We Don’t All Homeschool for Religious Reasons
Truthfully, religion plays a large role in why some moms choose to homeschool. But that’s not true for every case. Though my husband and I are raising our daughter in a Christian home, we aren’t choosing homeschool solely for that reason. In fact, it’s pretty far down the list.
We chose homeschooling because we want to have a hands-on approach to her education. We want to steward her mind, her growth, and her excitement about learning well. Our desire is to show her there isn’t only one way to do something, including education. We chose homeschooling not because we want her to experience less of the world, but rather because we want her to experience more of it.
We Feel Financial Pressure Too
Every school choice comes with a unique financial burden. Private school is expensive, public school requires a lot of fees, and homeschooling can come with its own unique navigation for finances.
From needing one parent to stay home, paying for curriculum and courses, and investing in the right co-ops, homeschooling can get pricey. As you’ve probably already gathered, we’re all in the same boat here; we’re just using different oars to guide us across the water. Parenting (and schooling) is hard from every angle and none of us are exempt from the financial pressure of seeking a great education for our kids.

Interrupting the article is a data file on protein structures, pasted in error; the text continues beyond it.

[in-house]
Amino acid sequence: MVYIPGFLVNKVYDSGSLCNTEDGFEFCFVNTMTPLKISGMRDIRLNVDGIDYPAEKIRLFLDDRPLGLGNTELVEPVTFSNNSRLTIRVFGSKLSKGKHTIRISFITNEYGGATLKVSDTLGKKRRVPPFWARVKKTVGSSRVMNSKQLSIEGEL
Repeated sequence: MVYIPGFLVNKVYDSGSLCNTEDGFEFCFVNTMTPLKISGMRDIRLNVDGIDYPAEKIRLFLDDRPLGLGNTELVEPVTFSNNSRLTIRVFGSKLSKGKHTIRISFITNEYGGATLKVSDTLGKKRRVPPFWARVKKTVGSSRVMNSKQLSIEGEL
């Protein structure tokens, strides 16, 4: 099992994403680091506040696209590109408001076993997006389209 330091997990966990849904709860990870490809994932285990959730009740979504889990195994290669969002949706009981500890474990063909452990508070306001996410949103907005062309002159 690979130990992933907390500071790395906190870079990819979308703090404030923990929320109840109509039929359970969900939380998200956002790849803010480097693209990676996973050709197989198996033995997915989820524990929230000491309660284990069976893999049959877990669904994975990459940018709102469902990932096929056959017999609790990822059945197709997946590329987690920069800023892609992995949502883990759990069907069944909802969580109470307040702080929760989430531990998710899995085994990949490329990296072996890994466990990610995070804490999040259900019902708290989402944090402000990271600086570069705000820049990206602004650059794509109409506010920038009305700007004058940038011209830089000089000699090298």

Sometimes We Fear Judgment From Others
“Why isn’t she in school today?” That’s the question that sends a shot of pure anxiety through my body. Whether we’re at the grocery store, at the park, or signing for a package delivery at our own front door.
People are curious and that is totally okay. But I get so nervous when people want to know why my three-year-old (who looks more like she’s five, honestly) isn’t in school on a random Tuesday.
Truthfully, I sometimes dodge the question by saying something like "Oh, she's hanging out with Mom today." I do that because the looks I’ve received when I say “we homeschool” aren’t always the kindest. Fear of judgment is real. This goes back to my first point: we aren’t judging you, Mama. We are just moms trying to avoid judgment, too.
The temptation to prove ourselves as homeschool moms is also very real. We sometimes feel pressure to show the world that our kids are just as educated as other children.
We’re Doing What’s Best for Our Kids, Just Like You
Here’s something I know to be true about homeschool moms and moms of kids in traditional school: we’re good parents. We’re making choices based on what we know is best for the little life we’ve been entrusted to guide.
Here’s another truth: there is enough mom-shaming in the world. So, homeschool moms want nothing more than to link arms with moms choosing traditional school environments and shout to the world "we're doing our best" followed by a round of hugs for being the best moms we can be.